(The 2021 Toronto International Film Festival ran Sep 9-Sep 18 in Toronto, Canada. HtN has a ton of coverage from the fest so stay tuned! Like what you see here on Hammer to Nail? Why not give just $1.00 per month via Patreon to help keep us going?)
Beware the face that turns you to stone! Or, at the very least, leads you astray towards things you’d rather not see. That way lies sin, and life is much more manageable within a strict set of rules. Such is the setup of Medusa, the sophomore feature from Brazilian director Anita Rocha da Silveira (Kill Me Please), in which she explores how religion and patriarchy are used to control women. It’s even better if you can teach them to control themselves.
As the movie opens, we pull back from an eye illuminated in red and green colors, revealing a female body contorted in what turns out to be an online video of a dance (or yoga pose). A young woman watches that dance on her smartphone as she heads home, only to suddenly find herself hunted by a group of other women wearing white face masks. They give chase, catching their prey and delivering a beating. For what? They call her “slut,” “pervert,” “homewrecker” and more, though she seems confused. It would appear that the mere act of having interests in such things as popular song and dance is enough to transgress. Afterwards, off go the vigilantes, removing their masks and walking towards the camera. The last one is Mari (Mari Oliveira, Kill Me Please), and she very soon becomes our main focus.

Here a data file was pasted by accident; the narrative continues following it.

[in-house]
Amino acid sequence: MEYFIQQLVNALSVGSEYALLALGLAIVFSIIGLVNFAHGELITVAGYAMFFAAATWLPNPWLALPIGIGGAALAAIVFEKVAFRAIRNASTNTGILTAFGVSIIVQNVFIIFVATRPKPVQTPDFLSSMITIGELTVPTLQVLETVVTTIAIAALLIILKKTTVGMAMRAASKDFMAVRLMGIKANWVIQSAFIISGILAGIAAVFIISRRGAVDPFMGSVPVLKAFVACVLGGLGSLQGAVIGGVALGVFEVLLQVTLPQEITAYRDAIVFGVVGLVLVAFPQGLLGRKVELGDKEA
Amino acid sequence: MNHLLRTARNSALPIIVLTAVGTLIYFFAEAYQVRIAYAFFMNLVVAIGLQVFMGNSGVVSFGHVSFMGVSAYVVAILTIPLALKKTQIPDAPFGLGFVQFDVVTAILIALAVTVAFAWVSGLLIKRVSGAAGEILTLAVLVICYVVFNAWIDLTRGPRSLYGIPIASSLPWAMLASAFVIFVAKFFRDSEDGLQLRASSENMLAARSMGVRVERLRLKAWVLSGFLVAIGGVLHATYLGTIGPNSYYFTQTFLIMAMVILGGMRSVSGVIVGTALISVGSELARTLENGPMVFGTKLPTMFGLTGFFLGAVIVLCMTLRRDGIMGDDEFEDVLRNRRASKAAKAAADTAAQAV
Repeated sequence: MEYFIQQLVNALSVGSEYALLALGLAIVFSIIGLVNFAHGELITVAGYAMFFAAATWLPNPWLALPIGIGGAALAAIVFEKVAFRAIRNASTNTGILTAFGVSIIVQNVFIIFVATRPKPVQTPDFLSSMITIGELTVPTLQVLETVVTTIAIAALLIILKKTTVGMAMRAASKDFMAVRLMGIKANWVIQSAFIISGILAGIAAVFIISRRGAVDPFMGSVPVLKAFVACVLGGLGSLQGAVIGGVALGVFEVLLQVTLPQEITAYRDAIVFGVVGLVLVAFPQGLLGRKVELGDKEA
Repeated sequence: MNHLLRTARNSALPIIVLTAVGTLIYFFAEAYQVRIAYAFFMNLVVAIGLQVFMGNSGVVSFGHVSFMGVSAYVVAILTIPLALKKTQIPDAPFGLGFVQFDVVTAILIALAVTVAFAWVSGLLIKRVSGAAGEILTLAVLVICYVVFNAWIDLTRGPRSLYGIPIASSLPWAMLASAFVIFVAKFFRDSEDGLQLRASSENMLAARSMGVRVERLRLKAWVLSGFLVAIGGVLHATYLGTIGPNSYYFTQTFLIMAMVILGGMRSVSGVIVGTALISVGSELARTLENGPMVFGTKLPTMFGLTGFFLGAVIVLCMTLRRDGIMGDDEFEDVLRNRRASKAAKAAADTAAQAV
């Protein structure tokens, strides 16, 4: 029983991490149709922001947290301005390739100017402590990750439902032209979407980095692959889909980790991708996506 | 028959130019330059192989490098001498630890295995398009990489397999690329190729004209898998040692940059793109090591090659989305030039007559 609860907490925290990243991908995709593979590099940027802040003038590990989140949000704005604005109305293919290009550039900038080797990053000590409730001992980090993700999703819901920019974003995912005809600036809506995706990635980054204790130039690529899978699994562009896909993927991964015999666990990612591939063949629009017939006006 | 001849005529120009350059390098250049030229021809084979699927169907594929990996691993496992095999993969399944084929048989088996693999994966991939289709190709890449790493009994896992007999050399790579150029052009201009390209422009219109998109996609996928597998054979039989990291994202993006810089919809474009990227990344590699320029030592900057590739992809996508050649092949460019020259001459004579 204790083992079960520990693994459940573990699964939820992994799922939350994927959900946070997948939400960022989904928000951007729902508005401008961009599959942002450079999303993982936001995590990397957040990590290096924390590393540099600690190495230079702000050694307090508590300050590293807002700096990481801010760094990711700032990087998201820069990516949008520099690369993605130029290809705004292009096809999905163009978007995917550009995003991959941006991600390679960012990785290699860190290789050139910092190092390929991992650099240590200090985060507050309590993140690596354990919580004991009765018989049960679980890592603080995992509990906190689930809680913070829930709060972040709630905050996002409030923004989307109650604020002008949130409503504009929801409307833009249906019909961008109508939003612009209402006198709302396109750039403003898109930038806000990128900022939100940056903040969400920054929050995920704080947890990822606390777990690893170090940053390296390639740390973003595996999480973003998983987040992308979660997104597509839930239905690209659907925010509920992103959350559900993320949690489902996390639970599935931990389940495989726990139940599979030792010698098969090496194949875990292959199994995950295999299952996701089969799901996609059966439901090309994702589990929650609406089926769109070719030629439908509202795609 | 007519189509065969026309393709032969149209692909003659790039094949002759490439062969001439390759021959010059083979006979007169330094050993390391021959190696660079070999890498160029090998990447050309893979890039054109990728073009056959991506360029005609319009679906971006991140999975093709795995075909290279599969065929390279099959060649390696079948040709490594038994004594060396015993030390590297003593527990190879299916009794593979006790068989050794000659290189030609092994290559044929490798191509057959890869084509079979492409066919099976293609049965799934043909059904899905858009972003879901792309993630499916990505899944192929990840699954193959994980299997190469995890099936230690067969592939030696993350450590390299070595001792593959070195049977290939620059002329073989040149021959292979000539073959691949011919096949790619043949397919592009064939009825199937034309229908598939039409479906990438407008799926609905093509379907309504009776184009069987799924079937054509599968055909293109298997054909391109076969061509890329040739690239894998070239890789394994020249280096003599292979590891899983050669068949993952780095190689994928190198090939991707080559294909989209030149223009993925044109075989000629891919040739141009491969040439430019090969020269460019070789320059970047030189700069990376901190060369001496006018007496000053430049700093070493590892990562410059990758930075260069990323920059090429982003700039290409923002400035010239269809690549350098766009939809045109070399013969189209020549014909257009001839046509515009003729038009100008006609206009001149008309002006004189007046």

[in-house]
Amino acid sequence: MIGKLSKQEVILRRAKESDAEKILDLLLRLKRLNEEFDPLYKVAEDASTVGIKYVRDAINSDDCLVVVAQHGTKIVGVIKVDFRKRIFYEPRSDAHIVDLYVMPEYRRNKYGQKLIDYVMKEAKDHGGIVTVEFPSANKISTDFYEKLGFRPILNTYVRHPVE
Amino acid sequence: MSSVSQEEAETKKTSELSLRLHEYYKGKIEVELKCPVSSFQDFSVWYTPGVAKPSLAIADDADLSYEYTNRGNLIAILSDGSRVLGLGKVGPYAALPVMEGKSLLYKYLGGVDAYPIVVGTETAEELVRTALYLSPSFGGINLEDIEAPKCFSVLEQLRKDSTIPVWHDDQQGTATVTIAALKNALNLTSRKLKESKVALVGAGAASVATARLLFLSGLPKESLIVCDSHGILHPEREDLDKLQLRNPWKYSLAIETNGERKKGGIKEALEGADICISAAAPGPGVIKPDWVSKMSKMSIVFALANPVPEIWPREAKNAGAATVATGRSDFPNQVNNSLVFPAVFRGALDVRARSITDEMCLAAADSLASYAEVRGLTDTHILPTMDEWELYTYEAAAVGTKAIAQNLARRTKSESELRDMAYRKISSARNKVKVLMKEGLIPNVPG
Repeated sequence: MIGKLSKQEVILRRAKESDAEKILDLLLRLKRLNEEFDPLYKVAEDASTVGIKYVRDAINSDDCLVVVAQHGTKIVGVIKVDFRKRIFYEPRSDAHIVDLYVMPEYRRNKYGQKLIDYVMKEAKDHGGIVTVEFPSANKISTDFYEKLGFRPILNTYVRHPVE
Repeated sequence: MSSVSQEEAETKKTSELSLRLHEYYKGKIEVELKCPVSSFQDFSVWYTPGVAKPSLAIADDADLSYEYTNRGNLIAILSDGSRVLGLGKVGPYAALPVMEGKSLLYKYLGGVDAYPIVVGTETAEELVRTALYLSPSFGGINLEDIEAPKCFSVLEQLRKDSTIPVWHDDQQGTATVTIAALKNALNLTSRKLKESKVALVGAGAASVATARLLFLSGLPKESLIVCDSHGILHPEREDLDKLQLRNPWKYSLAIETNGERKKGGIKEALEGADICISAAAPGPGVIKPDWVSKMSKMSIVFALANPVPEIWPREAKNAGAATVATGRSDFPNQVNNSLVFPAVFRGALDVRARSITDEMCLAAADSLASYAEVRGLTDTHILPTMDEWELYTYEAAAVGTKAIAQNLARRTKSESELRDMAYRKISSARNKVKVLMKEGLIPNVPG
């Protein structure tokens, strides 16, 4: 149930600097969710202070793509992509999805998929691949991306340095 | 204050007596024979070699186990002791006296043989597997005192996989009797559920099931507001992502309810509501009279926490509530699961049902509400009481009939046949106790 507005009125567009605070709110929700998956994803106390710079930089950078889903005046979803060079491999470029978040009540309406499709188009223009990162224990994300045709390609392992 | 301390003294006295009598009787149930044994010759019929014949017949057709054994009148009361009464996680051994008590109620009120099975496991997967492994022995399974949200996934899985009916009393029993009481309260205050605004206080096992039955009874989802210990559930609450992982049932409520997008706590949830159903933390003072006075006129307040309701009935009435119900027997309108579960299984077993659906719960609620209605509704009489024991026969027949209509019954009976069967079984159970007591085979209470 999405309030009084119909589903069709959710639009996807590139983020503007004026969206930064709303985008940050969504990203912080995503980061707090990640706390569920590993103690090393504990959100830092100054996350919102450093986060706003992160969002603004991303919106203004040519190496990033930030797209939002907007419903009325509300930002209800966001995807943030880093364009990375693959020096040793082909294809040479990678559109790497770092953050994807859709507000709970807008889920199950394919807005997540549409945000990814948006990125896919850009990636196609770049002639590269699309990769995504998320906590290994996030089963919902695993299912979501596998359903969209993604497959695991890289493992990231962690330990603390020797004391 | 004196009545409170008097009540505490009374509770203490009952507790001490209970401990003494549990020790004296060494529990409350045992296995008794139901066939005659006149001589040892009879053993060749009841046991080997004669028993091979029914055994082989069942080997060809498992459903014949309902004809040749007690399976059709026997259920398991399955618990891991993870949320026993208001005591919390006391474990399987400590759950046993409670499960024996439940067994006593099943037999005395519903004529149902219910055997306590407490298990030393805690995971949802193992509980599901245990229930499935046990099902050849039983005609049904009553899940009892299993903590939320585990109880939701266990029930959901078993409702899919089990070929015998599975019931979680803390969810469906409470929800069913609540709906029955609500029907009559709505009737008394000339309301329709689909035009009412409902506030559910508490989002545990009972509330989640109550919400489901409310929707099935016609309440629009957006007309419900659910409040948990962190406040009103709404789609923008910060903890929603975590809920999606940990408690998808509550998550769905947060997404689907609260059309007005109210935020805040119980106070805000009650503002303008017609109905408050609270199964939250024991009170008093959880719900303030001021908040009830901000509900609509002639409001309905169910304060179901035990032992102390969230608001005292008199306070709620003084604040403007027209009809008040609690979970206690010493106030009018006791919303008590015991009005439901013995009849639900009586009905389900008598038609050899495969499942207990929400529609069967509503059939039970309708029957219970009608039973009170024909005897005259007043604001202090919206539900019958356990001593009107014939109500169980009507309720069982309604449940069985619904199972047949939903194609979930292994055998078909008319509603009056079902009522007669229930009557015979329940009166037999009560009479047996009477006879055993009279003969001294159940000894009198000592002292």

Mari has it all together. She is even asked by her family to help a cousin from the provinces adapt to life in the city. Her approach? To bring her to a meeting of her vigilante group, which also doubles as a choir at her church. That institution is led by a charismatic male preacher, urging all to lead traditional lives, follow the word of God and reject secular laws. Their symbol, in place of a cross, is an infinity symbol. Mari and her friends, including bestie Michele (Lara Tremouroux), when not out delivering beatings, spend time flirting with their male counterparts, their ultimate purpose to find a mate.
But something goes a little wrong on the road to bliss. Michele tells everyone the tale of an actress whose face was burned by their group’s predecessors, as punishment for her lascivious manner, and though she ostensibly vanished, Mari makes it her mission to find her so they can finish the job. This new quest conveniently coincides with her firing from a job at a plastic-surgery clinic after her face is scarred by a would-be nighttime victim who fights back. And so she takes her nursing skills to a hospital for the comatose, believing that actress, Melissa, to be there. Little does she realize that she will discover more than just her target.
A biting satire of religious fundamentalism, Medusa is also a frightening portrait of extremist violence and righteous self-abnegation, with a little sex, drugs and rock & roll mixed in. As Mari’s world expands thanks to those she meets at the new job, she begins to question her previous beliefs. After all, it’s a lot of fun to let go. No longer in the mood to hunt down other women minding their own business, she drifts away from Michele and the others, though her best friend doesn’t go quietly. Freedom is contagious, it turns out, but also dangerous.
Though there are no literal snakes anywhere, they do appear on posters showing the tree of the Garden of Eden. Da Silveira also frequently turns her camera on Oliveira full-bodied locks of hair. Is she the titular creature? Is Melissa? Or is it the collective will of liberated women that is the true monster (to men, that is)? One of the great pleasures of this fascinating work of art is that there is plenty of room to pick your own interpretation. One thing is certain, however, which is that Medusa will gaze at you and you will gaze right back, all the stronger for it.
– Christopher Llewellyn Reed (@ChrisReedFilm)
2021 Toronto international Film Festival; Anita Rocha da Silveira; Medusa film review